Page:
The news that War Against Rape (WAR) may have to wind up its operations due to a lack of donor funding comes as a blow to human rights in Pakistan.
The NGO has been providing critical counselling and legal support to rape victims in Pakistan, and has battled several high-profile cases including that of Kainat Soomro and the Mazar-e-Quaid rape case. According to a news report in this paper, WAR’s main donor ICCO, a Dutch organisation, has withdrawn funding since 2011 and shifted its priorities to other areas. Unable to raise funds from alternate sources, the NGO has plunged into a financial crisis and will most likely discontinue operations.
Since 1989, WAR, along with other organisations like the HRCP, has been critical in raising awareness about human rights issues in Pakistan. These organisations have done significant work in bringing issues such as violence against women in public debate and mobilising public opinion in favour of human rights. It is in part due to their efforts that changes such as the Women’s Protection Bill 2006 have been made to the law. However, there can be no doubt that much more needs to be done. Rape statistics in Pakistan are sketchy and the crime is grossly underreported. Victims, even when they do come forward, have to fight an uphill battle to get justice, and it is in this area that WAR was performing a critical service, extending legal help and taking up cases for litigation. With the drying up of funds, it has drastically cut back on the number of cases it takes up and soon may not even be able to follow through with those.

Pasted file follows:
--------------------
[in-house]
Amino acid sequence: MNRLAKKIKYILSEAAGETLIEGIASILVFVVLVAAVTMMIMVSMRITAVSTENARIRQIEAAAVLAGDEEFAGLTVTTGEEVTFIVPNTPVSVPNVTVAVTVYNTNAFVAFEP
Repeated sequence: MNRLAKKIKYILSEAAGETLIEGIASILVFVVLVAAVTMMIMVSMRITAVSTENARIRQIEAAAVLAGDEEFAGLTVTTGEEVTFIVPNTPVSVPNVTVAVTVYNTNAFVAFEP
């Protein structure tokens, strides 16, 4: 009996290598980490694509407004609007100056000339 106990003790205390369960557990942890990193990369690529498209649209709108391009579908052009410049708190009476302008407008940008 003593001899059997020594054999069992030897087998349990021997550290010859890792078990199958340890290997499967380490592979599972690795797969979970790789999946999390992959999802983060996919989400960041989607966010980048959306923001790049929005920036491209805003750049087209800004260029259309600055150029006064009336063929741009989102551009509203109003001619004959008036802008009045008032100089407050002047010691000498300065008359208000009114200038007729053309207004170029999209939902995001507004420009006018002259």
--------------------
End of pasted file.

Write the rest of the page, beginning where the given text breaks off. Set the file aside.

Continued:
WAR is one of only a handful of organisations which are engaged in serious human rights work in Pakistan, and its closure would mean a serious setback to women’s rights in Pakistan. Sustainable funding is an inherent problem with NGOs, and local donors must step forward to help WAR. Since the government lacks an effective programme of its own in this field, it might consider financing the organisation, at least partly.
Source: The Express Tribune